Thus, it is likely that the death toll in the war in Ukraine will only be computed years later of the conflict, by historians, and in the form of an estimate and not a proven figure.

The real number must be lost in the “fog of war”. The expression is in common use by scholars of conflicts. It is inspired by the work “On war”, by the Prussian thinker Carl Von Clausewitz (1780-1831).

He classified war as the “realm of uncertainty”, as most actions in conflict are shrouded in a fog of greater or lesser uncertainty. He said that it is in this environment that combatants need to judge the little information they have at their disposal and make the best decisions they can.

What I observe here in Ukraine is that the colossal proportion of the conflict – in which combatants in battles number in the tens of thousands – it is one of the factors that most contribute to this uncertainty.

Note on Brazil

Since 24 February, I have been dedicating this space in the War Games column to the Russian invasion of Ukraine. I think this is the most important conflict in recent decades and its consequences are already changing the world’s geopolitics and will dictate the course of future wars.

However, even here in Ukraine, I cannot fail to follow the Brazilian reality. Last week, a commentator named Paulo Figueiredo claimed that there would be a political division between right and left within the Army High Command. He cited the names of three generals and stated that they would be preventing the other 11 members of the collegiate from intervening in the Brazilian electoral process.

I have been covering Army affairs since 2005 for various media outlets. The request of my editors to “find out how the climate is in the Army” has always been recurring. In practice, this means trying to find out what the

High Command generals are debating.

Journalists are able to gain access to some of these generals and talk to them informally – as these military personnel cannot officially speak out. There is a certain turnover of members of the High Command, which makes the work of journalists even more difficult.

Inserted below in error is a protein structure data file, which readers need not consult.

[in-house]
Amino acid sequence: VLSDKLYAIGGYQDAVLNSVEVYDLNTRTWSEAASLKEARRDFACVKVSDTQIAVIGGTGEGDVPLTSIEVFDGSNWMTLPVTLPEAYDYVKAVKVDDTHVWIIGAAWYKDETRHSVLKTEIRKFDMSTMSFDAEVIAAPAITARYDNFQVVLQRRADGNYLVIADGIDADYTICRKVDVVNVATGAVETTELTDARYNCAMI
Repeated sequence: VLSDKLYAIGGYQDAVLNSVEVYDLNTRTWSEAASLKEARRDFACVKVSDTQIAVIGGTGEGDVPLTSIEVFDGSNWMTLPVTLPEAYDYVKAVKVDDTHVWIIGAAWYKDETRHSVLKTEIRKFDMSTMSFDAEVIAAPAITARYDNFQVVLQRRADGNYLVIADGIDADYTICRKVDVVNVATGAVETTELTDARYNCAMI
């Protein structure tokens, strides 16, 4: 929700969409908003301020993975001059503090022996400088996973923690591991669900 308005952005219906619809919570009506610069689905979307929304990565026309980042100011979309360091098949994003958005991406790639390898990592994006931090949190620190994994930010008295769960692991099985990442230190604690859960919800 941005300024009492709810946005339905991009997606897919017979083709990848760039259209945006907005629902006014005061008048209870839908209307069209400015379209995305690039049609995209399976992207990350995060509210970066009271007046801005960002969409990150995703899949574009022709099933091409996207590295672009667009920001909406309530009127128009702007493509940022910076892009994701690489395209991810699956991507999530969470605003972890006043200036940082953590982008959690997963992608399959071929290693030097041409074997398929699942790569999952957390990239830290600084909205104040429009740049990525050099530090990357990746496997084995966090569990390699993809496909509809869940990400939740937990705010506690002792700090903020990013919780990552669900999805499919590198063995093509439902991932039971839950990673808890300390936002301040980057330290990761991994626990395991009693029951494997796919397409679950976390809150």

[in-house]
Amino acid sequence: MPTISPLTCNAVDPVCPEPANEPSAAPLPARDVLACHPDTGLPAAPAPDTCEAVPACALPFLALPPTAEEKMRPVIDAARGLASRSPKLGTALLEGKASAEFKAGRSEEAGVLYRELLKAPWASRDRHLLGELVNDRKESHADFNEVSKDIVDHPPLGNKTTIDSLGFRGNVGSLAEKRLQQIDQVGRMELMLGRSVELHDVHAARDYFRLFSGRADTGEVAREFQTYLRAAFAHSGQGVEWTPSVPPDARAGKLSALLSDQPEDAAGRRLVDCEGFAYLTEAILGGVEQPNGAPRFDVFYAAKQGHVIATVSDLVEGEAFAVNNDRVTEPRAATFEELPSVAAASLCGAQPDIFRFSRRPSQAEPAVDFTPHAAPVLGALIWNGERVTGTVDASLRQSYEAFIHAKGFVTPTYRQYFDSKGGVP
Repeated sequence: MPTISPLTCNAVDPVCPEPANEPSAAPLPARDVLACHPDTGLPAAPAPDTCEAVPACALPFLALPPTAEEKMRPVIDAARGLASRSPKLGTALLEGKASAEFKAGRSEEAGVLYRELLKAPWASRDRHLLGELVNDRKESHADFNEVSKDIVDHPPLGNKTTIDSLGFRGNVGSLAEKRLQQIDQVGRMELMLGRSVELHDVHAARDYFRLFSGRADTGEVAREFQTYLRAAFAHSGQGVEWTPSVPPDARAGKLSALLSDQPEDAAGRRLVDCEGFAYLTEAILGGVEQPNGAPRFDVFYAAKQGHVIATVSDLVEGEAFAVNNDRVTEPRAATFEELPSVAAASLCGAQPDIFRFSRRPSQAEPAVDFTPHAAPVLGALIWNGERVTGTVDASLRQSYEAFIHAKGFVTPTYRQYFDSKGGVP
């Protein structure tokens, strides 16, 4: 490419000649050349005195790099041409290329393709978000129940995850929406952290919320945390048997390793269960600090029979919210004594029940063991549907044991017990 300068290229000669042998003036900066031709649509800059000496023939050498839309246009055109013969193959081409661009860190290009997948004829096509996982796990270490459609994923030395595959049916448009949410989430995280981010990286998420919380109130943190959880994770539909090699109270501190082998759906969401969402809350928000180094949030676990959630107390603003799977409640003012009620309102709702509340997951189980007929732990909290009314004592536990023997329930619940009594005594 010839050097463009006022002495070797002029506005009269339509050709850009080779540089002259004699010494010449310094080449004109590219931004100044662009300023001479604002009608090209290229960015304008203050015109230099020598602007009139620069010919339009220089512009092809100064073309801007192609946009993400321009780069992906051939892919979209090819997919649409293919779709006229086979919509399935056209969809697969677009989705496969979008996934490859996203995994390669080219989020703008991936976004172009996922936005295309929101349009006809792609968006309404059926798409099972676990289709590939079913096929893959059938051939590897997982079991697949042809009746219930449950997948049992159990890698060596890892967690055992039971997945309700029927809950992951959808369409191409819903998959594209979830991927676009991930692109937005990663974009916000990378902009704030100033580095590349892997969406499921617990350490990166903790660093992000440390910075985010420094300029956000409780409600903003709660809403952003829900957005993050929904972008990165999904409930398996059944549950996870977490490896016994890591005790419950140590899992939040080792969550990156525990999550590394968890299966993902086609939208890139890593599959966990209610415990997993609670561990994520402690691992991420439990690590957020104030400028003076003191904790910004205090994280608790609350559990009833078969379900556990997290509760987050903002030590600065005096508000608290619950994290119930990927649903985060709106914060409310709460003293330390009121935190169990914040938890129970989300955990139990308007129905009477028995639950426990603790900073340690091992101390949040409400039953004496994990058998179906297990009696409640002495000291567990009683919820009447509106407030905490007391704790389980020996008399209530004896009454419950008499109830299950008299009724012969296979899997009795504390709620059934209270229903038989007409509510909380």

I don’t know any journalist colleague who has access to even half of these generals (I include myself in that estimate) and I think unlikely that the commentator who raised the controversy did. That’s why, over the years, I’ve learned that it’s possible to determine trends and raise issues that were dealt with by the High Command – but never give a kind of scoreboard. If we try to do that, we end up portraying a partial view of the whole and can unfairly damage reputations.

This is what happened, for example, with General Richard Fernandes Nunes, who has an irreproachable career, both in the academic sector of the Army and in the command of troops. He was the Public Security Secretary of Rio de Janeiro during the intervention period in 2018. The commentator pointed out that Nunes would act with political partisanship within the Army. I don’t have data on the others cited, so I won’t comment on their cases.

But I don’t believe there is political partisanship in the High Command. I believe that the generals must have discussed the request for intervention made by thousands of demonstrators in front of the barracks. It is possible that there were opinions favorable and contrary to an eventual action by the institution, but the position that counts is that of the commander of the Army and the institution has not been involved, at least until now.

I write this note to recommend to the War Games reader that, regardless of being favorable or contrary to what the demonstrators in front of the barracks are asking for, they should carefully analyze the alleged vote counts of the Army High Command. This type of information tends to be a reporting error or an attempt by some source to force a situation.